Gyung-Su Lee is a Korean scientist who served the Vice Minister for Science, Technology and Innovation for Ministry of Science and ICT (MSIT) from June 2021 to May 2022. As Vice Minister, he led and oversaw planning and implementation of national science, technology, and innovation policy across all national-level governmental entities (~ 40 ministries and agencies) and directed overall Korean R&D budget decisions (approximately 27 billion US Dollars in FY2022), including R&D budget for “Net-Zero in 2050”.
Before joining Government of the Republic of Korea, Dr. GS Lee served the Deputy Director-General in the capacity of Chief Operating Officer and Site Construction Director for the ITER International Fusion Energy Organization (IO) from October 2015 to May 2020. In IO, he coordinated and implemented, through close collaboration with seven Domestic Agencies, the Procurement Arrangements for designing, manufacturing, testing, and delivering various components and systems to the ITER site in France, and developed and organized the assembly, installation, testing, and commissioning plan to meet technical, quality, and safety requirements to achieve the ITER scientific and technical mission.
Also, he led and managed the KSTAR National Project for design activities, project management, machine construction, and initial operation to reach the First Plasma of the KSTAR Tokamak, succeeded in developing a new generation of the Advanced Steady-state Superconducting Tokamak, KSTAR.
Plenary Title: Fusion Energy Development in the Era of Climate Crisis and Strategic Competition
For more than thirty years of rapid economic growth and sustained peace on a global scale, many of us assumed that the interlinked value and supply chains driven by globalization would bring further prosperity and stability continuing through the twenty-first century. However, the looming climate crisis with COVID-19 pandemic and strategic competition with renewed “cold war” rhetoric in recent years questioned world on ‘how the future path of civilization would evolve toward the year 2050’? In Korea, we also inquire ourselves how we can sustain an expanding economy and cultural strength in these challenges and uncertainties surrounding us, in addition to the dooming low birth rate that accelerates a record-breaking pace.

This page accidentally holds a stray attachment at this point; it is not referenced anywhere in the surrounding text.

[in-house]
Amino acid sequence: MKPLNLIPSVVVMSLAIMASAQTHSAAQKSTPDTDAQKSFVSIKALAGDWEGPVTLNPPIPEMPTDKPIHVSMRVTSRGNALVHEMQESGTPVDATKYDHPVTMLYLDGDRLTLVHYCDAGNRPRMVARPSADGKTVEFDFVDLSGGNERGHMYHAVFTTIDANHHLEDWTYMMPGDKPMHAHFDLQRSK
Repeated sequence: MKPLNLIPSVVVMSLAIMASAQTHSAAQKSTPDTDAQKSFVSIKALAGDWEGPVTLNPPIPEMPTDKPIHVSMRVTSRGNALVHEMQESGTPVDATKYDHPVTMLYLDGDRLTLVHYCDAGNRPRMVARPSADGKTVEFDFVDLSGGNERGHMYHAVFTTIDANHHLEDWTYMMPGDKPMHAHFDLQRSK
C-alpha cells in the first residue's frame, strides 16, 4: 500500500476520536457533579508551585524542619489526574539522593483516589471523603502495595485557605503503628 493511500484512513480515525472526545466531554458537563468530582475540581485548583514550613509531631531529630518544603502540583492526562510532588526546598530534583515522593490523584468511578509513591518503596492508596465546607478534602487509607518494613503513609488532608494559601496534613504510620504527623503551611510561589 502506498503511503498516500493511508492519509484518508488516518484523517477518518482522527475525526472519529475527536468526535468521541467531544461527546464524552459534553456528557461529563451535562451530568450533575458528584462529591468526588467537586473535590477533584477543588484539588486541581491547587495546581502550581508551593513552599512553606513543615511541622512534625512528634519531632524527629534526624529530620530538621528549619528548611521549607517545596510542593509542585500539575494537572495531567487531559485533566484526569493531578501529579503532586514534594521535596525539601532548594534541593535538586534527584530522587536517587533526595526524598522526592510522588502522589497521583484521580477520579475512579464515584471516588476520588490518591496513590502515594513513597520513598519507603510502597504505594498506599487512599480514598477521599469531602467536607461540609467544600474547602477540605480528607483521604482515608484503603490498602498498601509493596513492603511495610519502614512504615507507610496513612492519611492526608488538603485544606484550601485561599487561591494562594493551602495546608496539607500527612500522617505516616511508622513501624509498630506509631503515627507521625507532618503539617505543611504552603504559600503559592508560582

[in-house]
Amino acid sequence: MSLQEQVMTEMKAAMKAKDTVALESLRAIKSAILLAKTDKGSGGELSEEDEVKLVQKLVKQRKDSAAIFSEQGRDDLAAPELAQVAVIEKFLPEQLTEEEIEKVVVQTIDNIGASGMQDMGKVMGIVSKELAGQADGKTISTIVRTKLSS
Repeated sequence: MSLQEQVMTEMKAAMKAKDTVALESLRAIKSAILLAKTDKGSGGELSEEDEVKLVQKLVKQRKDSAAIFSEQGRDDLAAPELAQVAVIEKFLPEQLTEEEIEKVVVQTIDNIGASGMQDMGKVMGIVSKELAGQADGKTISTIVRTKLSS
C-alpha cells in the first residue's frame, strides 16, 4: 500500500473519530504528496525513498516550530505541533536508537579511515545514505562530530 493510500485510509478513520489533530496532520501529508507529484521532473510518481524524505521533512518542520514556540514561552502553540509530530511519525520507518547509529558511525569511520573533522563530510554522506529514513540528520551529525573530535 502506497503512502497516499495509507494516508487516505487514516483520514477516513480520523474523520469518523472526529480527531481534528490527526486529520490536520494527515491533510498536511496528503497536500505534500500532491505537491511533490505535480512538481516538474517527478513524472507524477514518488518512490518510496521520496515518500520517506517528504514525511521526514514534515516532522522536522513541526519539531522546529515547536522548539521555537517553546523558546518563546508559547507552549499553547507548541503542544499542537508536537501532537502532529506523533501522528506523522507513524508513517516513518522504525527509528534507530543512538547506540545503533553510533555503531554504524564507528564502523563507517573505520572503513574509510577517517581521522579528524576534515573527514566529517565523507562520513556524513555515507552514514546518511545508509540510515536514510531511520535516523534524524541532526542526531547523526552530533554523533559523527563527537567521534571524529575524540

In the era with two pillars of challenges, namely climate crisis and strategic competition, there is surfacing consensus that prosperity and sustainability of nation are now strongly dependent on the strategic choice and development of emerging and critical technologies ever, for example, semiconductor chips and rechargeable batteries for Korea in this decade. It is also believed to be crucial how to achieve “Nationally Determined Contribution (NDC) in 2030” and “Carbon-neutrality in 2050” without strongly impacting economic growth in the different environment of the world of trades where we are in, now.
From this perspective, we would like to present worldwide fusion technology development effort for a practical energy source complementing renewables, and examine scientific, economic and social implication of fusion to aim for a better understanding of the feasibility and maturity of technology and industrialization. In this paper, we will utilize the recent progress of the ITER Project as “the way” to fusion burning and international collaboration among seven Members namely European Union, United States, Russian Federation, China, India, Japan and Korea that should answer some aspects of two pillars together.